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Pierre van Rooyen

@ Sunday Times Books LIVE

Deepsea breakers between Sumatra and Nicobar Islands.

This was to be Faith’s and my longest voyage. Twenty two days at sea. Not because we didn’t work the boat day and night. But due to light winds.

The distance between Chagos Archipelago and Langkawi is only one thousand seven hundred miles, and in decent weather, we might have made it in sixteen days.

But we were crossing the equator, reluctantly and obliquely, and the
trade winds and the equator don’t get on too well. Something people
call the doldrums, but correctly known as the ITCZ, Inter Tropical
Convergence Zone.

Believe it or not, because the earth gets fatter toward the equator, but then smaller above the girth, the south easterly trades change their
direction, becoming the south west monsoon.

A yucky feature of the SW Monsoon are the rain squalls which come up every afternoon and last through the night. So we never sailed
through the night with full sail.

One morning, a ship passed but then broke down in front of us and lay ahull directly in our path. We were going like blazes with one of
those 35 knot squalls powering us, when the ship radioed and asked us please not to hit him. Ha ha, he would have felt nothing and we would have sunk. We sailed around him.

A day or so later, an enormous Taiwan trawler ‘cut off the head of the snake’ by making a U-turn around our bow (so close we could have collided), thus passing his bad luck onto us. Don’t frown. It’s true.

The northern tip of Sumatra and the Nicobar Islands are about a hundred miles apart. One noon, going flat-out in the SW Monsoon, we were approaching this gap about 45 miles off the Sumatra coast when we noticed breakers dead in our path. Ugh.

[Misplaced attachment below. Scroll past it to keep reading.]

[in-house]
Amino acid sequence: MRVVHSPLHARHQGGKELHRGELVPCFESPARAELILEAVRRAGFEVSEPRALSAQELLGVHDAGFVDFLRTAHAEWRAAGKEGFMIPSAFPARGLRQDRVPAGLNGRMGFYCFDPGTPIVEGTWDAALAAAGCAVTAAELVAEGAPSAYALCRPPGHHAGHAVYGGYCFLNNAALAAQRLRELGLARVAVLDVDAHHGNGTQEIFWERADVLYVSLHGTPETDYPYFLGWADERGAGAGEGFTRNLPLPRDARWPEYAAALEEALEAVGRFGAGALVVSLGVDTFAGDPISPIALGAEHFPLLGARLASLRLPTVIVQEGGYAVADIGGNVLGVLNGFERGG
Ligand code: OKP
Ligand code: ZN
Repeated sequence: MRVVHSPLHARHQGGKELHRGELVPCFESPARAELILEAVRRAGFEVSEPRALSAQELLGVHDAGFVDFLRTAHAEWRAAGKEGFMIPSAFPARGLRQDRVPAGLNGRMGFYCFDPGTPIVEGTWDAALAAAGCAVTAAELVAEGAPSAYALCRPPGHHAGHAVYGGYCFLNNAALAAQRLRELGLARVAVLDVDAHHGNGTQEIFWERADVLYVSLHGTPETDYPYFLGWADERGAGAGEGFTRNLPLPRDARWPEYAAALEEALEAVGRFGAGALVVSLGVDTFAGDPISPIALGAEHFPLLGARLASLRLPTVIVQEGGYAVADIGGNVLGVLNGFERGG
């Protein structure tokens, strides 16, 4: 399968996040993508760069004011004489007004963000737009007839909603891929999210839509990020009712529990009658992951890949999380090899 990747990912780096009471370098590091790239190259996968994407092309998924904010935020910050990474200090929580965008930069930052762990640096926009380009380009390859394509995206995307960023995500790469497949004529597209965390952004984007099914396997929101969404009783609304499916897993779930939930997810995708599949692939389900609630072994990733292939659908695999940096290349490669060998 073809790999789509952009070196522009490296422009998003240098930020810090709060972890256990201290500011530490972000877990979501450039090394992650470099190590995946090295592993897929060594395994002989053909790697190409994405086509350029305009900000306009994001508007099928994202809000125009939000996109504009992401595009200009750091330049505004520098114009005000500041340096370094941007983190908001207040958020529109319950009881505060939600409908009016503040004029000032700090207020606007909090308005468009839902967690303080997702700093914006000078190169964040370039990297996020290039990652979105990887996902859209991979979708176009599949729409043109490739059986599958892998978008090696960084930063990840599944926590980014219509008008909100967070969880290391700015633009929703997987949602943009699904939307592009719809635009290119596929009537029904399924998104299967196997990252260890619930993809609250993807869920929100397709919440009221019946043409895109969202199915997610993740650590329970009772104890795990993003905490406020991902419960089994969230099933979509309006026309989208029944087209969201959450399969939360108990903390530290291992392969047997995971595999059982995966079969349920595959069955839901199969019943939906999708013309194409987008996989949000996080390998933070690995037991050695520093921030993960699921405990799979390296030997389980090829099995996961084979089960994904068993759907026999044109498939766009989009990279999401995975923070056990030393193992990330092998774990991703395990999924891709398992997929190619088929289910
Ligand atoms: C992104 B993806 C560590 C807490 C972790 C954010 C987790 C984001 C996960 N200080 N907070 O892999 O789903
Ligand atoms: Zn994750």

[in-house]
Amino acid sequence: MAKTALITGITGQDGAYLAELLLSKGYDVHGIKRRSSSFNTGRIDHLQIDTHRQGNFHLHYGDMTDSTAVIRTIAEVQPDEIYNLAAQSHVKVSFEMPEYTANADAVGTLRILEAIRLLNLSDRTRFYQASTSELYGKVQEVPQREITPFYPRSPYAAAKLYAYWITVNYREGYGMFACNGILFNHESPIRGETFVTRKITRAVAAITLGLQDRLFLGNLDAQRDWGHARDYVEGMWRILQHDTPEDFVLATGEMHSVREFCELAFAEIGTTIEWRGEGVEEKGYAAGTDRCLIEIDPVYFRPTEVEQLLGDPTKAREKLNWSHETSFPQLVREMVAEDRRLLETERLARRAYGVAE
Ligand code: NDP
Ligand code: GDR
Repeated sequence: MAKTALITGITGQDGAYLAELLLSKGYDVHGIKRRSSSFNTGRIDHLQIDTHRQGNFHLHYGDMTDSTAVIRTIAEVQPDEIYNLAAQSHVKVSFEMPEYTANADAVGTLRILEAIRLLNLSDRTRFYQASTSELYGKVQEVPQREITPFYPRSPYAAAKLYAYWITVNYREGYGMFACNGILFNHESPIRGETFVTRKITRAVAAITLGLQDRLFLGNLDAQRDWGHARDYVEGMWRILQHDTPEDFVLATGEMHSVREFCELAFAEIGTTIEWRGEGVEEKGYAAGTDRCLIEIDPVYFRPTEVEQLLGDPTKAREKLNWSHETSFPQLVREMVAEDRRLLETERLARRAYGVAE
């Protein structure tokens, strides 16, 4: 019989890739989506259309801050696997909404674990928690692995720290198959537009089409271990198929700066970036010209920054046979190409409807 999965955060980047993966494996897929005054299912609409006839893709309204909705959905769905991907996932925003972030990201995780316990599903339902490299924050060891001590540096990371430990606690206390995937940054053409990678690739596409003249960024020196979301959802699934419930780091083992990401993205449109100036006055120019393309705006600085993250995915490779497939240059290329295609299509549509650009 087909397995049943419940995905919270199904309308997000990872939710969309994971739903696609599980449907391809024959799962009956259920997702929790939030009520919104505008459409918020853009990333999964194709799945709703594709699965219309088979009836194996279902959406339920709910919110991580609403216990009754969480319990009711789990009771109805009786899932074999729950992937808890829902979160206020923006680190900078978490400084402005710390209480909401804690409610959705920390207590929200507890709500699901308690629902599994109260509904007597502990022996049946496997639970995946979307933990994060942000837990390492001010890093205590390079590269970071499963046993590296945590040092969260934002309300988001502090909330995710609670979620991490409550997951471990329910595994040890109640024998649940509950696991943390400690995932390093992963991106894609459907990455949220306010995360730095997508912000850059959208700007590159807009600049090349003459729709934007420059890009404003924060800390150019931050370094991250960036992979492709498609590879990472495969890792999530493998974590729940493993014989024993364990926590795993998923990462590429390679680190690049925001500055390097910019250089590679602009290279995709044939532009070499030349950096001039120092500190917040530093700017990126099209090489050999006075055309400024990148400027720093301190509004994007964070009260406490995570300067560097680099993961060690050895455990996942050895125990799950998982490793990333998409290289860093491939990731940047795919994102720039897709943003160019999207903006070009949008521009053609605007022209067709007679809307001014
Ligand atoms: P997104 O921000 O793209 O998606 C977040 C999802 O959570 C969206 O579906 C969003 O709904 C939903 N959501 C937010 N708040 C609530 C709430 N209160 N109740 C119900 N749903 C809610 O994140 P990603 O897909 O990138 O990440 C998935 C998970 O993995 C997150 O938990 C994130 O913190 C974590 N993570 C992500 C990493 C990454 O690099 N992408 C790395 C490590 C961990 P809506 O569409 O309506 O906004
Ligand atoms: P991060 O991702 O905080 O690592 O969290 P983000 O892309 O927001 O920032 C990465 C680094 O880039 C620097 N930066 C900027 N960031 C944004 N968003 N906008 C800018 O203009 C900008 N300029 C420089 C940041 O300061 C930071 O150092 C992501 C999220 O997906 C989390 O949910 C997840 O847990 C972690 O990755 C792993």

Shocked, we checked the chart. Well over a thousand metres of water underneath us, so no fear of running aground. And as we watched, the breakers became worse and spread horizon to horizon. Now we became more than worried.

Although we were going like crazy, seven knots through the water, we checked our GPS and were amazed to see our speed over the bottom was only three knots.

We discovered we were running before the wind, sailing into a four knot equinoctial spring ebbtide, flowing the other way, pouring out of the Malacca Straits like a river in flood.

Tide against wind can be dangerous. As soon as we entered the white water, two metre breakers started coming aboard over Senta’s transom, slewing us sideways and threatening to roll us over.

So we disengaged the wind-steerer from the tiller and hand-steered  for three or four hours, Faith and I changing over every sixty minutes, until the tide changed.

A couple of pics in Faith’s diary here. No, we didn’t have time to
shoot the tide rip north of Sumatra. But there one or two shots of




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